“Credit Suisse has provided information about US customers” to US authorities, the bank’s Chairman of the Board of Directors Urs Rohner said in an interview in the Swiss weekly NZZ am Sonntag.
Although he would not say which type of data was transferred, on Saturday evening Swiss Minister of Finance Eveline Widmer-Schlumpf said the bank had provided “statistical data” to US authorities.
“But there was no personal data … that would be a violation of banking secrecy,” she said on national television.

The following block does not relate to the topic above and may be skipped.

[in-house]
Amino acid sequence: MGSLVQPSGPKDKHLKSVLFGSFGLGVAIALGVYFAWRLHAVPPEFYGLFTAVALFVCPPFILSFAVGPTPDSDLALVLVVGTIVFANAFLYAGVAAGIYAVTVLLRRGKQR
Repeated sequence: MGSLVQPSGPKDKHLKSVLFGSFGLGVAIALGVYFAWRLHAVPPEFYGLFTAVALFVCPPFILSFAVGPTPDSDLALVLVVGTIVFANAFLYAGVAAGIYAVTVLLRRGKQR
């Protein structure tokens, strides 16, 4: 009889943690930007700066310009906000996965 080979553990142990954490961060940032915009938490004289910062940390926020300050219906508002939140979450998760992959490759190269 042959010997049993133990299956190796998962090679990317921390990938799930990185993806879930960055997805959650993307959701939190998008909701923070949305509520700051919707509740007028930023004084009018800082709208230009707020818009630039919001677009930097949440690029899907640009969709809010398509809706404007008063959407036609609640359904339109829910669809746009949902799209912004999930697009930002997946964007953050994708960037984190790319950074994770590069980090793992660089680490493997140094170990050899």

Credit Suisse, like other Swiss banks, is under pressure from US authorities investigating tax evasion.
Swiss media have been reporting this week that Washington had given Credit Suisse until Tuesday to provide information on US nationals who might have improperly hidden money in Switzerland.
“Today, no one questions that American customers had undeclared assets in Swiss banks,” Rohner said in the interview.
The question, he said, was whether there had been a violation of US law.
“For us … it has always been clear that the rules and regulations of foreign countries have to be respected,” Roehner said.
Credit Suisse employees who did not follow these rules, he said, “will be sanctioned”.
“Our business model is not based on undeclared money,” he added.